In today’s Money Morning…a wide market sell-off…EV sales show impressive growth…lithium prices could continue to soar in 2022…and more…
It’s been a tough week for markets with almost everything in the red because of fear of inflation and worries of rising interest rates.
In particular, Rio Tinto Ltd [ASX:RIO] shares got hit by a double whammy.
Yes, there was the wider market sell-off…
But Rio’s share price also took a hit late last week after Serbia revoked Rio’s lithium exploration licences for their Jadar project.
Rio had high hopes for Jadar.
The project is one of the largest greenfield lithium projects in the world that at peak capacity could produce around 58,000 tonnes of lithium carbonate.
But also, because the project would have boosted Europe’s lithium production. If the project had gone full steam ahead, it would have accounted for about 27% of Europe’s lithium production by 2030, according to Benchmark Mineral Intelligence.
As S&P Global reported:
‘European battery and EV manufacturers could now face a “real problem” in sourcing more local lithium that does not depend on a supply chain otherwise dominated by China for processing and South America and Australia for mining, [George] Miller said [from Benchmark Mineral Intelligence]. Assuming Jadar does not move forward, there are no other European projects of Jadar’s size waiting in the wings to fill the continent’s lithium supply gap.’
Europe has been working hard to create a battery supply chain because well…cars in Europe are big business, they make about 7% of the EU’s GDP.
Especially as the share for electric vehicle (EV) sales continues to grow.
EV sales show impressive growth
In December, for the first time, EV sales were higher than diesel cars in Europe.
If you’ve ever been to Europe, you know that diesel cars are — or were — pretty popular. In fact, I really struggled to sell my gasoline car when I moved to Australia in 2015. All the buyers wanted diesel.
At that time, diesel cars made up about half of new cars sold in Europe. And while they’ve fallen out of favour in recent years, they still make a large chunk of car sales, about 32% in 2019.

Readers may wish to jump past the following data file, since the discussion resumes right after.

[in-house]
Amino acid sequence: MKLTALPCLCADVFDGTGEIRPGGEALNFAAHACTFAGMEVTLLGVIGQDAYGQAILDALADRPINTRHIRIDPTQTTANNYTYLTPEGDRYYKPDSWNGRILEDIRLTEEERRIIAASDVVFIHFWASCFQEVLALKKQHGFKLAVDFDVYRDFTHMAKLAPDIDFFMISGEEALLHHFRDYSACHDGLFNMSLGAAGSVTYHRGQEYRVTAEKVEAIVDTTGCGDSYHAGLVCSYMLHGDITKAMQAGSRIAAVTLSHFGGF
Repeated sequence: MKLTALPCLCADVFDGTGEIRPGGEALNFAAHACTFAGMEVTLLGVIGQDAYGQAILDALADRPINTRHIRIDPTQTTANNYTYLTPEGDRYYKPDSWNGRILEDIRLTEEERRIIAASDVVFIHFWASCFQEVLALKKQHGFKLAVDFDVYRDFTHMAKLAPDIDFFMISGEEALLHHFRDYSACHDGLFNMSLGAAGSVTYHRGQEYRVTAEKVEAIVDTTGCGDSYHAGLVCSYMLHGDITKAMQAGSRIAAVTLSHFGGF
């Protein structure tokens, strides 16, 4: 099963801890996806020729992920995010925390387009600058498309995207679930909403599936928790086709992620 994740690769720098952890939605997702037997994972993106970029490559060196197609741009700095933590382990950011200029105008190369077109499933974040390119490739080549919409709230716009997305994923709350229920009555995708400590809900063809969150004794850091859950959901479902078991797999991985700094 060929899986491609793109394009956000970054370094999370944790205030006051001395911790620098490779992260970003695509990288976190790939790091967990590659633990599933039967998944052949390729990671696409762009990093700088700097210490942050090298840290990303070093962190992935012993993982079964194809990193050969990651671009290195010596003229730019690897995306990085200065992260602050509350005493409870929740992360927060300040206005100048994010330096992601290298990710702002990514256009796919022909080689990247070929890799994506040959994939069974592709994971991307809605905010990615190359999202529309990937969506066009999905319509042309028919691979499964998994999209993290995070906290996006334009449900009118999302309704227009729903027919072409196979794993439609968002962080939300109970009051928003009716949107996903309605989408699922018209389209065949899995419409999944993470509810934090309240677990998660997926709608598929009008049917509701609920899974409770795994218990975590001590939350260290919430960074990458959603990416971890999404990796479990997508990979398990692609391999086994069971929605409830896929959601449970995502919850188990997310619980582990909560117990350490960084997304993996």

So this is an impressive milestone.
As the New York Times put it:
‘The December figures illustrate how electric vehicles are fast becoming mainstream. Sales of battery-powered cars soared in Europe, the United States and China last year while sales of conventional vehicles stagnated. Government incentives have made electric vehicles more affordable, the variety of electric cars to choose from has grown and buyers have become more conscious of the environmental cost of vehicles powered by internal combustion engines.’
Yep, it’s something that we’re seeing everywhere. That is, EV sales growing faster than petrol and diesel cars.
In the US, while new car sales increased by 3.2% in 2021, EV sales increased by 87%.
Even in Australia, while overall car sales went up by 14.5% in 2021, EV car sales saw an increase of a whopping 191.1% from 2020.
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And it’s something that’s certainly happening in China, the largest EV market in the world. While new auto car sales increased by 3.8% in 2021, EV sales in China increased by 160% from the previous year.
What’s more, in the month of December alone, China registered 400,000 EVs, a 35% month-on-month increase, according to the China Automotive Technology and Research Center.
Granted, EVs still make up a small number of overall car sales, however, this is impressive growth and one that’s accelerating.
And, of course, all this is hitting lithium prices.
Lithium prices could continue to soar in 2022
We saw lithium prices skyrocket in 2021. And, with lithium in high demand and supply not keeping up, it doesn’t look like prices will ease anytime soon.
In fact, lithium prices are soaring.
Bloomberg has even declared lithium has hit ‘ludicrous mode’. As they wrote:
‘Lithium prices are continuing their breakneck ascent in China, with surging electric-vehicle sales underpinning a fivefold gain over the past year.
‘The sales figures offer the latest evidence that the electric-vehicle revolution is now arriving in full force, fueling sharp gains in the shares of carmakers and mining equities alike. Ganfeng Lithium Co., which signed a long-term supply deal with Tesla in November, said its profits for 2021 will be up as much as 437%, fueled by the “fast development” of the EV industry.
‘And despite the bumper profits on offer, many analysts see the lithium market moving into deeper deficits in the years ahead as producers struggle to bring new projects online.’
With EV car sales accelerating demand, it appears lithium can only go up.
So while lithium stocks may have tumbled alongside the overall market, the future is looking good for the white metal.
Until next week,
For Money Morning